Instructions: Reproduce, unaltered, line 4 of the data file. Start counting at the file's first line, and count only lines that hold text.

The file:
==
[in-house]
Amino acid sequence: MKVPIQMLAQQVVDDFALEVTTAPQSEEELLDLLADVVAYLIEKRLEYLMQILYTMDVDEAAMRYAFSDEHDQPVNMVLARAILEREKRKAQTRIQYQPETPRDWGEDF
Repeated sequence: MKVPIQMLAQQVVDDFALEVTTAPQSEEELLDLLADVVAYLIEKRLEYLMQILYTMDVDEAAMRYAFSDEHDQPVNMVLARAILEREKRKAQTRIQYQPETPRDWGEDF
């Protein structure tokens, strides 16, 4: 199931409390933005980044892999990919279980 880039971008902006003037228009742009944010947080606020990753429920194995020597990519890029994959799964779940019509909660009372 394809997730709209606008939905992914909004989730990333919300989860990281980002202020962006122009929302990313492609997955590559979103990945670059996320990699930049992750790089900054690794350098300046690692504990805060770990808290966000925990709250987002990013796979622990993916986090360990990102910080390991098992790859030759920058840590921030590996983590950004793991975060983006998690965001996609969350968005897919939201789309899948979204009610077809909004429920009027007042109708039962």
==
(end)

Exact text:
């Protein structure tokens, strides 16, 4: 199931409390933005980044892999990919279980 880039971008902006003037228009742009944010947080606020990753429920194995020597990519890029994959799964779940019509909660009372 394809997730709209606008939905992914909004989730990333919300989860990281980002202020962006122009929302990313492609997955590559979103990945670059996320990699930049992750790089900054690794350098300046690692504990805060770990808290966000925990709250987002990013796979622990993916986090360990990102910080390991098992790859030759920058840590921030590996983590950004793991975060983006998690965001996609969350968005897919939201789309899948979204009610077809909004429920009027007042109708039962």